hacks for low maintenance lawn and garden
June 4, 2017 2:30 PM   Subscribe

I am trying to figure out how to hack my lawn and garden for minimal maintenance and care. My chaotic gardening methods lead to periodic hack back all-the-thingz growing out of control. What's the best that can happen here?

I grew up in a suburban house where massive attempts to create a landscaped yard environment resulted in a monumental failure. I carry that experience with me as a sort of touchstone of what not to do, yet still have not yet reached some form of detente with my yard
Benign neglect just doesn't work very well. I'm too budget-minded/cheap to pay for mow-and-blow people plus my partner is honor bound not to allow any form of pesticide to be used on our sorta/kinda permaculture influenced landscape which includes lots of fruit trees, raised beds and chickens.
I'm torn between the opinion that yard work generally is a massive waste of time (mowing the carpet?) and the need to impose some form of utility, aesthetic and maintenance on our patch of ground. Our area is rich, fertile valley soil so instantly blooms a variety of vegetation when it isn't nurturing grass in every nook and cranny.
When I look around our hood, I see three or four basic types of yard. Fk-it let it grow wild yards, mow and blow weed and feed yards (vast majority), Taoist lawn/home mergers, and beauty patches (tightly controlled) oases of total overkill gardening). There's one other yard you don't see much of, a xeriscape that completely eliminates all grasses.
If I had my druthers, I'd have a Taoistic merger of lawn and garden plus Xeriscapes that eliminate all the damned grass and need little or no maintenance.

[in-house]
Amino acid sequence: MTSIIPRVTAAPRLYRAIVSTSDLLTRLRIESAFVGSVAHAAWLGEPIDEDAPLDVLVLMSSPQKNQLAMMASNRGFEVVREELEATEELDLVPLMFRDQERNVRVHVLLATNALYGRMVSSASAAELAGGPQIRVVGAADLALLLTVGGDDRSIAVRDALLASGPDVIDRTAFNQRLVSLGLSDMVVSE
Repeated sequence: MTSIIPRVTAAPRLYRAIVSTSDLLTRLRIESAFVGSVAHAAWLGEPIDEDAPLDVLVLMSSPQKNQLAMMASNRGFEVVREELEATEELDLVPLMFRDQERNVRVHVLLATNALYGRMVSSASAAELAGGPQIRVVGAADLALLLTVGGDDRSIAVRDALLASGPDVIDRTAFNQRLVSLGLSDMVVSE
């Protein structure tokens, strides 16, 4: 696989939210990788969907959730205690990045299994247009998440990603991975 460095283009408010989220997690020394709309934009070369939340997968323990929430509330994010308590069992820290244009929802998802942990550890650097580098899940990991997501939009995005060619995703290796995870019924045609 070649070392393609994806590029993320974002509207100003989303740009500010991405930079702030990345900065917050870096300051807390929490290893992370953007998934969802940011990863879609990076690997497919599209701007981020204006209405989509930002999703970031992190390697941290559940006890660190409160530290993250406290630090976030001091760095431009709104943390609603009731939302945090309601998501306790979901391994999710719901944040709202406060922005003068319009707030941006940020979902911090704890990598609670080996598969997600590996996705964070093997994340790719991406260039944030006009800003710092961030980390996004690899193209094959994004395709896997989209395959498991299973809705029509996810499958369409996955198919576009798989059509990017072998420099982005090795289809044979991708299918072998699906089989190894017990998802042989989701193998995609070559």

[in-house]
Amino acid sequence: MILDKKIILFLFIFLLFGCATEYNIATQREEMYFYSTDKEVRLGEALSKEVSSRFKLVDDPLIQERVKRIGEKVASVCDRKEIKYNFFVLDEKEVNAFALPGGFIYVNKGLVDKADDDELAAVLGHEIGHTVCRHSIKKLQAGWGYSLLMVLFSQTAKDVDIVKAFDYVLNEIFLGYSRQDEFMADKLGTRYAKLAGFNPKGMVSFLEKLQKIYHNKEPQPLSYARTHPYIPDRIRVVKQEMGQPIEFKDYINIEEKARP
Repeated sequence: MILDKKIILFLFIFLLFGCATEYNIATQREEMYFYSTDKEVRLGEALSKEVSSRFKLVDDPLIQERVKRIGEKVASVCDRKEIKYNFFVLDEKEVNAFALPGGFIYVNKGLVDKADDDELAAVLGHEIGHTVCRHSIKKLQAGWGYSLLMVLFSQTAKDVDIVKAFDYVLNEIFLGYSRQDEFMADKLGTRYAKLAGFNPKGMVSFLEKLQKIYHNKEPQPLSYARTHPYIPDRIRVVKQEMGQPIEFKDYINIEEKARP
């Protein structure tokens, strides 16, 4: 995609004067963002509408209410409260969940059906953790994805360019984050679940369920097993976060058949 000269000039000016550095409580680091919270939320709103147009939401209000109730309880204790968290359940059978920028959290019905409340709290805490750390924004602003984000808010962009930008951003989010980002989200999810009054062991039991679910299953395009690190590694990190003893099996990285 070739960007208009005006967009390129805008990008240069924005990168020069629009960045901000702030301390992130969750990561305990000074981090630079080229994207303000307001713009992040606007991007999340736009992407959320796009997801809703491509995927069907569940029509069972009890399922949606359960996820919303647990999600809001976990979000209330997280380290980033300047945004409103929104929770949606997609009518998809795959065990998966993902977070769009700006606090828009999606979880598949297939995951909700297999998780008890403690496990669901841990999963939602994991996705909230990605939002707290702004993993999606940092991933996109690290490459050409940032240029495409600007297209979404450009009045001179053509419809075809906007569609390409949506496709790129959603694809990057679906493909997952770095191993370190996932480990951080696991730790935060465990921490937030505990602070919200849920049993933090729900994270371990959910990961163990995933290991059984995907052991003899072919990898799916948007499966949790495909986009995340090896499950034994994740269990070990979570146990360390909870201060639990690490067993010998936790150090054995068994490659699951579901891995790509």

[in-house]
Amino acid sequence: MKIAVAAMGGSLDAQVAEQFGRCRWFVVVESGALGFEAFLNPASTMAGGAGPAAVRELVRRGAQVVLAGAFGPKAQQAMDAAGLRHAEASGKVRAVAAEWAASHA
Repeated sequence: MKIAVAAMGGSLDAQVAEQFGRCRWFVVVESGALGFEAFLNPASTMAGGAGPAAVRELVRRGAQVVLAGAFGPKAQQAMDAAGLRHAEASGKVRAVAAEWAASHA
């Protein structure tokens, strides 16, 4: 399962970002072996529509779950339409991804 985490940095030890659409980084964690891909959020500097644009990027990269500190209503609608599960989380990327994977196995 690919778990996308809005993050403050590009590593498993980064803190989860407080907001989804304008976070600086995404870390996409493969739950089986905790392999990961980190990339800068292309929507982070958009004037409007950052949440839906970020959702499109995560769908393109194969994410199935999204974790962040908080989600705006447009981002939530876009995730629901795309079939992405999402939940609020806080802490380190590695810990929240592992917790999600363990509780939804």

Are there any hacks for lawn and garden maintenance? I'm about to purchase mass quantities of landscape cloth, gravel and mulch chips and basically pave anything that looks like grass so I can progressively reduce the mow thing. Any sites that promote the joy of minimalist yard maintenance techniques would be useful.
posted by diode to Home & Garden (15 answers total) 15 users marked this as a favorite
Best answer: Here are my experiments in progress. They are going well so far, but just started a month ago:

1) replace some lawn with mini/micro clover. It stays short and needs no mowing. Thus far I have eliminated a need to mow where these adorable little clover are growing.

2). Replace some lawn with a wildflower patch. So far, I have seedlings of about 3" height that look like they are intentionally planted, not weeds! I think! This is more area I don't really need to mow.

All of these experiments are for the purpose of avoiding mowing.

Note that I have heard that anything other than "grassy lawn" of mow and blow variety decreases resale value of your home. I'm taking my chances.
posted by slateyness at 2:38 PM on June 4, 2017 [1 favorite]

Where are you geographically? In my yard in Maine, the vinca is slowly overtaking the front yard. No maintenance. A patch of daylilies does erosion control in one area, and I'm planting low- and high- bush blueberries, though their progress is slow. At my old house, I reduced mowing are with rhododendrons, daylilies again, and a lot of hostas a neighbor was removing.
posted by theora55 at 2:48 PM on June 4, 2017 [1 favorite]

Best answer: The best advice will come once you share your location. For example, I tried clover (it's so lovely and builds soil quality), but my area is too dry and it requires more water than I'm willing to use. Now I'm looking at Kurapia ground cover as it's heartier and can thrive in low-water conditions.

I'd also recommend properly installed decomposed granite. Done properly with a good base prep, it blocks weeds very, very well, allows for water drainage, and decomposes if it gets into soil (as opposed to gravel). It performs way better than landscape cloth and mulch.

A combo of decomposed granite areas coupled with xeriscape is what I'm aiming for. I grow native plants and am planning to grow a ground cover that's no-mow.
posted by quince at 3:00 PM on June 4, 2017 [3 favorites]

Best answer: Cut your own lawn, and use a bagger.